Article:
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    A question for the docs,

    As you may be aware, a few universities have started to release a new course for physician associates in this country. How will this affect GPs ?
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    (Original post by zed963)
    A question for the docs,

    As you may be aware, a few universities have started to release a new course for physician associates in this country. How will this affect GPs ?
    For quite a while the only rise in the number of primary care consultations has been coming from nurse practitioners. Outside of the south east the shortage of GPs is so huge that any additional providers can only be a good thing.
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    As a GP partner I think at the moment it is too early to tell. They aren't prevalent enough at the moment for most GPs like me to understand the difference between them and nurse practitioners.
    Our senior partner is retiring soon and we're worried about getting someone to replace her with the huge shortage of GPs in Scotland at the moment. A new GP partner/partners is still our first choice though as studies have shown that the breadth of knowledge and experience of GPs means they consult quicker and more confidently, plus how can you diagnose lichen planus if you've never heard of it?
    If we can't find a GP we may look at delegating more to our practice nurses or employing a practice pharmacist (we have health board provided pharmacy time 1 day a week but he mainly does health board initiated tasks) to see if cutting down our admin doing repeat med reviews etc would free up more consulting time.
    Many GPs are wary of the halfway house option of NPs and physician associates.
    That may change a lot in the next few years though. NPs are already becoming much more common.
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    (Original post by taysidefrog)
    As a GP partner I think at the moment it is too early to tell. They aren't prevalent enough at the moment for most GPs like me to understand the difference between them and nurse practitioners.
    Our senior partner is retiring soon and we're worried about getting someone to replace her with the huge shortage of GPs in Scotland at the moment. A new GP partner/partners is still our first choice though as studies have shown that the breadth of knowledge and experience of GPs means they consult quicker and more confidently, plus how can you diagnose lichen planus if you've never heard of it?
    If we can't find a GP we may look at delegating more to our practice nurses or employing a practice pharmacist (we have health board provided pharmacy time 1 day a week but he mainly does health board initiated tasks) to see if cutting down our admin doing repeat med reviews etc would free up more consulting time.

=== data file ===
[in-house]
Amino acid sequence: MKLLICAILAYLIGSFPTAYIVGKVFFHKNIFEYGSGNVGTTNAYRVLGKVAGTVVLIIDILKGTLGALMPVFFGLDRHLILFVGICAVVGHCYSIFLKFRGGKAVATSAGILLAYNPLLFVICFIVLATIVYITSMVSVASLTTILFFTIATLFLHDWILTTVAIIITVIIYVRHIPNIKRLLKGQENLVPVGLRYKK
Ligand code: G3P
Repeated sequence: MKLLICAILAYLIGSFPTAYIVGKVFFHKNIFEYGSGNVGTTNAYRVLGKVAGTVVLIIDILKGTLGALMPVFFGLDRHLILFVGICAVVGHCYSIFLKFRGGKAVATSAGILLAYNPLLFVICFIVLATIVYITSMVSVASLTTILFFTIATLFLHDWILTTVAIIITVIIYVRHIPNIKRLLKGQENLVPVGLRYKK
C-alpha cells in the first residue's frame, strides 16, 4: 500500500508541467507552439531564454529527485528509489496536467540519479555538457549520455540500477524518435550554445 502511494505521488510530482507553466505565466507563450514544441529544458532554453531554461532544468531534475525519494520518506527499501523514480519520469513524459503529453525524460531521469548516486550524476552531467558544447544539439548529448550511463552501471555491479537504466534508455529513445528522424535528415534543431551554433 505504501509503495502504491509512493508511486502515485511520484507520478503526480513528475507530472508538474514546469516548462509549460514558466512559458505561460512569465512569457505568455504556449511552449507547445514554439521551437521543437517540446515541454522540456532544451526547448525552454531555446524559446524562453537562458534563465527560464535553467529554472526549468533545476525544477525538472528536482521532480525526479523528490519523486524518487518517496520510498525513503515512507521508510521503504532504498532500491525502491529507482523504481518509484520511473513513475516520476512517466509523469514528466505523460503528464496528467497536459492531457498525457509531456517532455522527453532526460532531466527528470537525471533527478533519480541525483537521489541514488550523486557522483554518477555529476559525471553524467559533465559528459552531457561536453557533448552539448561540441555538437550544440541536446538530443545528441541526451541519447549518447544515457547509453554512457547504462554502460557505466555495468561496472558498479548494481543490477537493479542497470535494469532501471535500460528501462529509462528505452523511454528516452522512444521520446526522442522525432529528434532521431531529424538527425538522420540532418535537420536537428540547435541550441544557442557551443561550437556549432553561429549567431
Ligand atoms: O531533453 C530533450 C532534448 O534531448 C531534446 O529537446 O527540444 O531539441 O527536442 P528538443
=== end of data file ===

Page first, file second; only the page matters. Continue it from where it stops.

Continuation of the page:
Many GPs are wary of the halfway house option of NPs and physician associates.
    That may change a lot in the next few years though. NPs are already becoming much more common.
    Sounds interesting, if one wants to create another GP centre how would one go about doing it?
    I can only imagine that it would be hard and expensive.
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    It is very difficult/ impossible these days for a group of GPs to set up a GP surgery and then try and get NHS contracts. This is how things worked when the NHS started in the 50s which is why there were originally so many single handed practices in urban areas. These days the only completely new health centres built in my area were financed by the health board with the GPs as employees of the health board (and they have a rapid turn over of GPs as many GPs realise after a while that they'd be more satisfied as partners having more control). Most GPs wanting to be GP partners/ self employed have to join an existing practice. Existing practices can expand but usually make a reduced profit whilst they are expand because their staff costs go up rapidly whilst their income from patients only goes up slowly.
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    (Original post by taysidefrog)
    It is very difficult/ impossible these days for a group of GPs to set up a GP surgery and then try and get NHS contracts. This is how things worked when the NHS started in the 50s which is why there were originally so many single handed practices in urban areas. These days the only completely new health centres built in my area were financed by the health board with the GPs as employees of the health board (and they have a rapid turn over of GPs as many GPs realise after a while that they'd be more satisfied as partners having more control). Most GPs wanting to be GP partners/ self employed have to join an existing practice. Existing practices can expand but usually make a reduced profit whilst they are expand because their staff costs go up rapidly whilst their income from patients only goes up slowly.
    So what would you consider as the pros and cons of becoming a GP partner?
 
 
 
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